Landfill gas production results from chemical reactions and microbes acting upon the waste as the putrescible materials begins to break down in the landfill. The rate of production is affected by waste composition and landfill geometry, which in turn influence the microbial populations within it, chemical make-up of waste, thermal range of physical conditions, and the biological ecosystems co-existing simultaneously within most sites. This heterogeneity, together with the frequently unclear nature of the contents, makes landfill gas production more difficult to predict and control than standard industrial bioreactors for sewage treatment.
Due to the continual production of landfill gas, the increase in pressure within the landfill (together with differential diffusion) causes the gases release into the atmosphere. Such emissions lead to important environmental, hygiene and security problems in the landfill.
Several accidents have occurred, for example at Loscoe, England in 1986, where migrating landfill gas, which was allowed to build up, partially destroyed the property. An accident causing two deaths occurred from an explosion in a house adjacent to Skellingsted Landfill in Denmark in 1991. Due to the risk presented by landfill gas there is a clear need to monitor gas produced by landfills. In addition to the risk of fire and explosion, gas migration in the subsurface can result in contact of landfill gas with groundwater. This, in turn, can result in contamination of groundwater by organic compounds present in nearly all landfill gas.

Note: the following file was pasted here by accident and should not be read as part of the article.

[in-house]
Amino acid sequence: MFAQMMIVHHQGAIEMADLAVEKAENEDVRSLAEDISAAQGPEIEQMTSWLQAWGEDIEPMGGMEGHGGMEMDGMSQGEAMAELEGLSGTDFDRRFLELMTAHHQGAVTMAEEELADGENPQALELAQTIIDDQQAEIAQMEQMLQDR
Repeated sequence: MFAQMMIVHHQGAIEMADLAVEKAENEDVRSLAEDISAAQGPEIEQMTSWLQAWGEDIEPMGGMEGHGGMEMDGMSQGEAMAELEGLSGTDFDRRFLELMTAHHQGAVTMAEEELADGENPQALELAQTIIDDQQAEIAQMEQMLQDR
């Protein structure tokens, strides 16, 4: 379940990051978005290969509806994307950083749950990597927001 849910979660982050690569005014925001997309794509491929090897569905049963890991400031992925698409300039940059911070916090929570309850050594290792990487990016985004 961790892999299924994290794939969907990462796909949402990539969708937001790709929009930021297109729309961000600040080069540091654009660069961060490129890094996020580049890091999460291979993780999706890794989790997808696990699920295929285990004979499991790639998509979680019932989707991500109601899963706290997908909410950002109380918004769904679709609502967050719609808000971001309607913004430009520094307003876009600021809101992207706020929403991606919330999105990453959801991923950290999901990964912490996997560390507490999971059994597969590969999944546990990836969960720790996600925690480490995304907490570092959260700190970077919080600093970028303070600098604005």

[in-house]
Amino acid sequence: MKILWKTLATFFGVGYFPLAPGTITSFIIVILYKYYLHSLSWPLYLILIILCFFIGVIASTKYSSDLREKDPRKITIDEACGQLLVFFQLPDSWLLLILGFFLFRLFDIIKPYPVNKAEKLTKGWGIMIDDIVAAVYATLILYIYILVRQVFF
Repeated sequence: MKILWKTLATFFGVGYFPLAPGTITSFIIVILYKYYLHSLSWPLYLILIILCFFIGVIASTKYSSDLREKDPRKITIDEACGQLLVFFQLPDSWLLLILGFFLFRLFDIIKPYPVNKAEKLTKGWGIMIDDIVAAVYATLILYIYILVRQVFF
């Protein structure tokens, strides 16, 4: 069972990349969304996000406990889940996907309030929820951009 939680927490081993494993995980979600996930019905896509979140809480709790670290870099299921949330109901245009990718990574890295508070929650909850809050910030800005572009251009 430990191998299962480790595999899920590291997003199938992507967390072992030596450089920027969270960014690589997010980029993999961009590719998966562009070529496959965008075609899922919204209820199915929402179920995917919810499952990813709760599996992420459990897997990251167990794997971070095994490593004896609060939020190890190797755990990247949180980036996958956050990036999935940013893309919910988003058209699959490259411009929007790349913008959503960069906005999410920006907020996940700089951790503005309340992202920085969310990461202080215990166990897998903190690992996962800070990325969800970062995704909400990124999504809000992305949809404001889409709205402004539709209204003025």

Landfill gas is approximately forty to sixty percent methane, with the remainder being mostly carbon dioxide. Landfill gas also contains varying amounts of nitrogen and oxygen gas, water vapour, hydrogen sulphide, and other contaminants.
General options for managing landfill gas are: venting to atmosphere, flaring, boiler (makes heat), internal combustion engine (makes electricity), gas turbine (makes electricity), convert the methane to methyl alcohol, clean it enough to pipe it to other industries or into natural gas lines.
Geoinvestigate provide a full Landfill Gas Monitoring service compliant with Environment Agency and Local Planning Authority requirements from the installation of Gas wells to measurement of gas flow under varying atmospheric pressure.